Stamp Collecting is a Dying Passion

When my father was late in his life, he pulled me aside one evening on a visit and said in the most serious and sincere tone of voice, “Brian, I want you to have my stamps. Take these boxes back with you.” For him, his stamp collection was a way to see the world from a distance. Every postage stamp told him a story – entertained his fantasy to travel, to meet interesting people and see fascinating places. I am afraid that collecting postage stamps is a dying passion. I don’t know anyone who seriously collects stamps today, but I still collect postage stamps. While I was looking at a box of his old envelops from the ’30s and the ’40s, I knew why stamp collecting was no longer appealing to young people today.

Aside from about two years studying physics at the University of Cambridge in England and a trip to France with my mother while he was between semesters, Dad’s travels in his life were limited to North America. Granted, there is a lot to see close to home, but the rest of the world is much, much more… And stamps were his window to the rest of the world he would never see first hand.

A cancelled postage stamp can cost nothing to obtain. My father came from a modest family with no disposable income to dedicate to his hobbies, but stamp collecting cost my father and his family virtually nothing but time.

Stamp collecting fed my father’s obsessive-compulsive disorder. He was a classic illustration of OCD… He collected everything – books, antiques, stamps, coins, engravings and lithographs, and on and on. I think that stamps were his first obsession.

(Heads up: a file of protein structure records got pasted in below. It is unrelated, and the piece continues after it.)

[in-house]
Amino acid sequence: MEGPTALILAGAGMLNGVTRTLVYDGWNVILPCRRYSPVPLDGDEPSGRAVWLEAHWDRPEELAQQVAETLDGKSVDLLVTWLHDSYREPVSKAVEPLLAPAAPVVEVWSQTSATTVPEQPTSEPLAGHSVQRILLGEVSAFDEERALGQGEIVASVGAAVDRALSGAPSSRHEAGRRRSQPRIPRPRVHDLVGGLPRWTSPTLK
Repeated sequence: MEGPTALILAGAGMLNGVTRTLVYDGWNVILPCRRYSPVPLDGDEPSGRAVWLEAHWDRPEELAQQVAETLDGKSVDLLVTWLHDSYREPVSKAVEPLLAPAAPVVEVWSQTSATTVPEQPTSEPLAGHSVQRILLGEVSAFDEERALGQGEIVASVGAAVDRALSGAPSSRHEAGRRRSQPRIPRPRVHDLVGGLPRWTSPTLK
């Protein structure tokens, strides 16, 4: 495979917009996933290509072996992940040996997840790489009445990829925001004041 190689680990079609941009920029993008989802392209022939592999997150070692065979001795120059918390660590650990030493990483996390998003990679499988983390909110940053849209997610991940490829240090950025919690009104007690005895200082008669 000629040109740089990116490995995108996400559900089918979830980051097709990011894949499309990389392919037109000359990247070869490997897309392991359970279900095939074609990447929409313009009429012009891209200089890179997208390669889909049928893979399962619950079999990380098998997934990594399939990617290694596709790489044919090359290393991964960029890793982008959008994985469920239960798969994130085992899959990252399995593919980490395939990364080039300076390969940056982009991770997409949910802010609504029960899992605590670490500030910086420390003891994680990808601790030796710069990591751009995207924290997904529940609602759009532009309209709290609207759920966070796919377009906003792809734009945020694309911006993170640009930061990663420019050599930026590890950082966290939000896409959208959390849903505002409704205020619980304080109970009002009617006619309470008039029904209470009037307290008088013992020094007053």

Stamp collecting can also be very social. My father would talk and talk to people he knew, and just before saying “goodbye”, he would ask if they had any postage stamps. He had dozens of his friends “on the look-out” for postage stamps, and stamps were his excuse to visit many of his friends. I think this was good for my father.

It is a treat to look at my father’s old stamp albums – one from about the age of 6 or 7 came with a companion book for duplicates labeled in pencil and illustrated in crayon: “Stamps – Traders – Dominion of Canada”. See the somewhat polar view of North America? See the Great Lakes and the Pacific Ocean with the rather longish Pacific coastline south of Alaska? You can just barely make out “Dominion” in pencil across the Territories.

Today, the Internet provides that fantasy “window to the world” very effectively. Today, society provides many surpluses to feed a person’s OCD. Today, most children would rather sit in front of a TV or a computer. Today, time seems to be too precious. Today, stamp collection is a dying passion – but it is still one of My passions.

The apple doesn’t fall far from the tree, I guess.

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2 Responses to “Stamp Collecting is a Dying Passion”

  1. mikesoper Says:

    I am a life-long stamp collector. I have recently moved from a big city to a small town with no stamp clubs. Have you found an on-line stamp club? If not, should we start a stamp blog club? Your post is a great example: a blog post looks like a perfect venue to show and tell a stamp or cover or two at a time. Regards, Mike

  2. mikesoper Says:

    Brian, I’m starting a club. See michaelsoper.wordpress.com
    msoper (at) embarqmail (dot) com
    I’m not selling anything.
    Just tag your philatelic postings Stamp Collecting, and we will find them.
    Regards, Mike

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